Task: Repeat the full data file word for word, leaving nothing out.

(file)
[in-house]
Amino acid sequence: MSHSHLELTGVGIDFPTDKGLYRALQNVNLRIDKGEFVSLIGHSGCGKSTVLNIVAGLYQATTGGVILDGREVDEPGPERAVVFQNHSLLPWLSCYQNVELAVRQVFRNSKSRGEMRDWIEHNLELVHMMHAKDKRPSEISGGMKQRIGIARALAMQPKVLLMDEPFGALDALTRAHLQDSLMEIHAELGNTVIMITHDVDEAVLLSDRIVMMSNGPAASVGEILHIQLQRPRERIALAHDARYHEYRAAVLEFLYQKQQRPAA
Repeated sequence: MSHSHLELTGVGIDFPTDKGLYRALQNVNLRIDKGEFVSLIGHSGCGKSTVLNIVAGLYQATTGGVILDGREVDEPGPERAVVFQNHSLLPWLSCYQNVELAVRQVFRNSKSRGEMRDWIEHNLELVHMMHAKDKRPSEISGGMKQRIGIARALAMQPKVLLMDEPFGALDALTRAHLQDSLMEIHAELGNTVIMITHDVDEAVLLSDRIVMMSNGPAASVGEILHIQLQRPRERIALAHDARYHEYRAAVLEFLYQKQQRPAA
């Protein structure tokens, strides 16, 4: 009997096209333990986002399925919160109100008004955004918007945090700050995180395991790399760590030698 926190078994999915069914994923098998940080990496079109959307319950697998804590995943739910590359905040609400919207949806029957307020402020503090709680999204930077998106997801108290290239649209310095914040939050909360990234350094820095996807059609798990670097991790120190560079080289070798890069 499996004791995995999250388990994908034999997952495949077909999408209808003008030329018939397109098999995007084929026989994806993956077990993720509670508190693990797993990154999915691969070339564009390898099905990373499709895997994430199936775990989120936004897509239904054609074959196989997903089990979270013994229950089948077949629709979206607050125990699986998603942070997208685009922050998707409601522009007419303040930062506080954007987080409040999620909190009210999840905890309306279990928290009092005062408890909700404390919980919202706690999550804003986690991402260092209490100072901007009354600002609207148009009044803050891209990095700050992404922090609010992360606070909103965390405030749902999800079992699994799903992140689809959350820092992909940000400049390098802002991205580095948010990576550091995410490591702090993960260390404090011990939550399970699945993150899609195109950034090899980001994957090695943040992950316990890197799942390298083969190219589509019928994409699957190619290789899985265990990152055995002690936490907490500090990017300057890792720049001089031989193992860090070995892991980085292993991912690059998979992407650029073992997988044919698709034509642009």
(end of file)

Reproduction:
[in-house]
Amino acid sequence: MSHSHLELTGVGIDFPTDKGLYRALQNVNLRIDKGEFVSLIGHSGCGKSTVLNIVAGLYQATTGGVILDGREVDEPGPERAVVFQNHSLLPWLSCYQNVELAVRQVFRNSKSRGEMRDWIEHNLELVHMMHAKDKRPSEISGGMKQRIGIARALAMQPKVLLMDEPFGALDALTRAHLQDSLMEIHAELGNTVIMITHDVDEAVLLSDRIVMMSNGPAASVGEILHIQLQRPRERIALAHDARYHEYRAAVLEFLYQKQQRPAA
Repeated sequence: MSHSHLELTGVGIDFPTDKGLYRALQNVNLRIDKGEFVSLIGHSGCGKSTVLNIVAGLYQATTGGVILDGREVDEPGPERAVVFQNHSLLPWLSCYQNVELAVRQVFRNSKSRGEMRDWIEHNLELVHMMHAKDKRPSEISGGMKQRIGIARALAMQPKVLLMDEPFGALDALTRAHLQDSLMEIHAELGNTVIMITHDVDEAVLLSDRIVMMSNGPAASVGEILHIQLQRPRERIALAHDARYHEYRAAVLEFLYQKQQRPAA
């Protein structure tokens, strides 16, 4: 009997096209333990986002399925919160109100008004955004918007945090700050995180395991790399760590030698 926190078994999915069914994923098998940080990496079109959307319950697998804590995943739910590359905040609400919207949806029957307020402020503090709680999204930077998106997801108290290239649209310095914040939050909360990234350094820095996807059609798990670097991790120190560079080289070798890069 499996004791995995999250388990994908034999997952495949077909999408209808003008030329018939397109098999995007084929026989994806993956077990993720509670508190693990797993990154999915691969070339564009390898099905990373499709895997994430199936775990989120936004897509239904054609074959196989997903089990979270013994229950089948077949629709979206607050125990699986998603942070997208685009922050998707409601522009007419303040930062506080954007987080409040999620909190009210999840905890309306279990928290009092005062408890909700404390919980919202706690999550804003986690991402260092209490100072901007009354600002609207148009009044803050891209990095700050992404922090609010992360606070909103965390405030749902999800079992699994799903992140689809959350820092992909940000400049390098802002991205580095948010990576550091995410490591702090993960260390404090011990939550399970699945993150899609195109950034090899980001994957090695943040992950316990890197799942390298083969190219589509019928994409699957190619290789899985265990990152055995002690936490907490500090990017300057890792720049001089031989193992860090070995892991980085292993991912690059998979992407650029073992997988044919698709034509642009």